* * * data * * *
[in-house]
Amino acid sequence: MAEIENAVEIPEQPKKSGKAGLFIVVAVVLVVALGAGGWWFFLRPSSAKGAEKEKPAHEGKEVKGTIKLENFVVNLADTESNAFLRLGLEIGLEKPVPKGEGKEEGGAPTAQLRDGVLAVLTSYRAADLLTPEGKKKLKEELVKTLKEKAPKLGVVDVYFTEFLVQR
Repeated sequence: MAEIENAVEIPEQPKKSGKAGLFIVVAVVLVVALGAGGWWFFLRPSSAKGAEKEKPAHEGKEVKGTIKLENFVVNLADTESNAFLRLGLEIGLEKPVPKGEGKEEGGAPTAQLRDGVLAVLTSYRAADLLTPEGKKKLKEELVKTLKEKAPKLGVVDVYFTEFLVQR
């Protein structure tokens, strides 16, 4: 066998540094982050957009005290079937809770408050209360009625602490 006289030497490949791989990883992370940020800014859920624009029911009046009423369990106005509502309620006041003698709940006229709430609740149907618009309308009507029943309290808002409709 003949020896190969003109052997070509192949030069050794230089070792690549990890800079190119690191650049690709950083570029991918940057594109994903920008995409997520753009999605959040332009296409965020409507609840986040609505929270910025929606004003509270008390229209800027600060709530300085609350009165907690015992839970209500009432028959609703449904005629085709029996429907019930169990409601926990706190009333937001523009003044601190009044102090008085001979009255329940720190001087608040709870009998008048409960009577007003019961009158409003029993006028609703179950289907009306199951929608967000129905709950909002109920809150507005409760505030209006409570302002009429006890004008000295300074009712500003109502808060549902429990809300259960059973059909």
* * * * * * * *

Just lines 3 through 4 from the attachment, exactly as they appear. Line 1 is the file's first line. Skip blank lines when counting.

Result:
Repeated sequence: MAEIENAVEIPEQPKKSGKAGLFIVVAVVLVVALGAGGWWFFLRPSSAKGAEKEKPAHEGKEVKGTIKLENFVVNLADTESNAFLRLGLEIGLEKPVPKGEGKEEGGAPTAQLRDGVLAVLTSYRAADLLTPEGKKKLKEELVKTLKEKAPKLGVVDVYFTEFLVQR
């Protein structure tokens, strides 16, 4: 066998540094982050957009005290079937809770408050209360009625602490 006289030497490949791989990883992370940020800014859920624009029911009046009423369990106005509502309620006041003698709940006229709430609740149907618009309308009507029943309290808002409709 003949020896190969003109052997070509192949030069050794230089070792690549990890800079190119690191650049690709950083570029991918940057594109994903920008995409997520753009999605959040332009296409965020409507609840986040609505929270910025929606004003509270008390229209800027600060709530300085609350009165907690015992839970209500009432028959609703449904005629085709029996429907019930169990409601926990706190009333937001523009003044601190009044102090008085001979009255329940720190001087608040709870009998008048409960009577007003019961009158409003029993006028609703179950289907009306199951929608967000129905709950909002109920809150507005409760505030209006409570302002009429006890004008000295300074009712500003109502808060549902429990809300259960059973059909």